Will great migrations soon be a thing of the past?

As a child I was awestruck by photographs and film of vast herds of wildebeest roaming across the Serengeti, and flocks of geese flying to the other side of the globe. Long-distance migration brought home to me that humans are not the only animals with purpose and intent. It also gave scale to the world we share.

Many of the larger migrations have disappeared or undergone steep declines as a result of human activity, report Princeton University ecologists David Wilcove and Martin Wikelski in “Going, Going, Gone: Is Animal Migration Disappearing?”. There is, say the scientists, much left to learn about the biological mechanisms underlying animal migrations, and conserving migration is critical to understanding it.

But how to save the great migrations, and why?

Taking the second question first, Wilcove and Wikelski present a number of examples that illustrate the ecological importance of migration. Take the case of salmon in the Pacific Northwest. By migrating upstream, spawning and dying, these very determined fish transfer nutrients from ocean to river, and this in turn provides food for smaller fish, including young salmon. Before European settlement of the region, between 160,000 and 225,000 tonnes of salmon migrated each year up the rivers of what are now the US states of Washington, Idaho, Oregon and California. Today, it is estimated that the biomass of migrating salmon is only 12,000–14,000 tonnes.

And then there are the creatures of the sky. Every spring, 30,000 tonnes of songbirds migrate from their wintering grounds in Latin America to breeding grounds in the US and Canada. Assuming these birds consume 10–35% of their body weight per day in insects, they are eating between 3,000 and 11,000 tonnes of insects per day. If the numbers of birds continue to fall, this could have a serious ecological effect on forests and farmland.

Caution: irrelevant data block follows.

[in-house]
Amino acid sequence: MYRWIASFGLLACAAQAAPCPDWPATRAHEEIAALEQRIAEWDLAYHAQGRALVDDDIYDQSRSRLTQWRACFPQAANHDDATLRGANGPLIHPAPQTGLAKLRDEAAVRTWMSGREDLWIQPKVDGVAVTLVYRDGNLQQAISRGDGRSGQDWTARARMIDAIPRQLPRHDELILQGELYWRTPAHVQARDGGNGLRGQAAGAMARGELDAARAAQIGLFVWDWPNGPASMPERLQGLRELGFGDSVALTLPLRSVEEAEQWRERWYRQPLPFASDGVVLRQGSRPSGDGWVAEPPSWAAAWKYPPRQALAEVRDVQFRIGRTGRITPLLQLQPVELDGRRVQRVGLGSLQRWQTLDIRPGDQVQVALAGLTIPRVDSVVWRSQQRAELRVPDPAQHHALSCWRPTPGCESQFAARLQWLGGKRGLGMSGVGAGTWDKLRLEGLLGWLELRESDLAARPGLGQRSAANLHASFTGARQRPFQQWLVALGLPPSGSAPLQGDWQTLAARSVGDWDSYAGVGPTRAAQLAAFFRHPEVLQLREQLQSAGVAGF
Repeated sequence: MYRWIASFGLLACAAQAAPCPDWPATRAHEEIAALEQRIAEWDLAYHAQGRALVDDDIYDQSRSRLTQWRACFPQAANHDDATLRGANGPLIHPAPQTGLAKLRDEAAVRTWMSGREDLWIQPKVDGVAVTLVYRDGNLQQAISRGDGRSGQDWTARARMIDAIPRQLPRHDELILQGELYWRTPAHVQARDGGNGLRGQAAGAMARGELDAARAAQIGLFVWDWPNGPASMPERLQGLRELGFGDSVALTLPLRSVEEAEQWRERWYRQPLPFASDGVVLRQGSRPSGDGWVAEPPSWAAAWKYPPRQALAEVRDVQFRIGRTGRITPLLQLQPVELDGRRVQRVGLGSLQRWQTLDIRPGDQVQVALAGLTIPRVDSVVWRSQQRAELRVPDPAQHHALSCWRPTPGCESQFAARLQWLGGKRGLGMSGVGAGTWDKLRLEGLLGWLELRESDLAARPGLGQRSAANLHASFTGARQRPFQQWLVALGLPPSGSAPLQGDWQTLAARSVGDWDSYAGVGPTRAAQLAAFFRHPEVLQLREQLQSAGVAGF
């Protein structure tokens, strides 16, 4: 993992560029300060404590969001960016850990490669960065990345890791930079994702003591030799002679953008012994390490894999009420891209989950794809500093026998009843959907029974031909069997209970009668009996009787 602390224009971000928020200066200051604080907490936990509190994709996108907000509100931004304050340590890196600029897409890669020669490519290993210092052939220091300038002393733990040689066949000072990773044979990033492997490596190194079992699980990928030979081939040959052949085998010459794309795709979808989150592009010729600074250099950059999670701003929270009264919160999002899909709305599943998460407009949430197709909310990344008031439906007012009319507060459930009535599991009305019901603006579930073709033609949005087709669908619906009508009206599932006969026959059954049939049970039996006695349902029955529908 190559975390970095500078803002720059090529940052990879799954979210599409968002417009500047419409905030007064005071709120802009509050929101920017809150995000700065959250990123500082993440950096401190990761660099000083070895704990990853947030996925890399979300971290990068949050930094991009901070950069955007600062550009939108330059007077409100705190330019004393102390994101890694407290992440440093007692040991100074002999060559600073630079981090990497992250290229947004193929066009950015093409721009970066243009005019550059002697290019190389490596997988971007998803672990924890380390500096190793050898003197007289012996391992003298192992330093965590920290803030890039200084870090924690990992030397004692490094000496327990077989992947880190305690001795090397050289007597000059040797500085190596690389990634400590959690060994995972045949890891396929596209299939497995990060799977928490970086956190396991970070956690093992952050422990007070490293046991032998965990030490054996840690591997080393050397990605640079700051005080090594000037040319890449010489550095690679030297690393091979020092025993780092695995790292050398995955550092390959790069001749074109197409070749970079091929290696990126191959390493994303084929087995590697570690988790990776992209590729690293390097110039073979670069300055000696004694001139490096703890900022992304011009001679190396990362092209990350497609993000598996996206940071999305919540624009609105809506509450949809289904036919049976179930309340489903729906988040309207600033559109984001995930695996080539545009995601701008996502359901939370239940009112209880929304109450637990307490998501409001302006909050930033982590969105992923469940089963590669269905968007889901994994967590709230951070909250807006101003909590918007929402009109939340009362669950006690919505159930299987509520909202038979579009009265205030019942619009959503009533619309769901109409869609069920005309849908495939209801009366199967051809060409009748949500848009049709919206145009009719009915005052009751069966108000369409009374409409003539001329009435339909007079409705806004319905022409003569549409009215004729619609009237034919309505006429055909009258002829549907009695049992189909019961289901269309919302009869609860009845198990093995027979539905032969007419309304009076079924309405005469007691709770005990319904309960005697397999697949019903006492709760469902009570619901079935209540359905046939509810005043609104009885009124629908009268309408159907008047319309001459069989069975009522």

As for conserving great migrations, Wilcove and Wikelski note that most efforts to protect biodiversity have been reactive, responding to crises rather than anticipating them. But this will not work in saving migrations:

“[If] migration is seen as a phenomenon of abundance, then its protection will require decision makers to adopt a much more proactive approach to conservation – in effect, to protect species while they are still abundant.”

The social and political challenges involved in conserving animal migrations are enormous. Non-human animals are no respecters of international borders, and even where their travels are wholly within single countries, conservation requires the involvement of many different agencies and sectional interests.

However, say Wilcove and Wikelski, the payoffs would also be great:

“We can preserve phenomena that have awed and sustained us since the dawn of humanity. We can protect ecological processes that are integral to many of the planet’s ecosystems. And we can solve scientific puzzles that have baffled natural historians for millennia. If we are successful, it will be because governments and individuals have learned to act proactively and cooperatively to address environmental problems, and because we have created an international network of protected areas that is capable of sustaining much of the planet’s natural diversity.”

It’s a very interesting essay, and I recommend that you read it in full.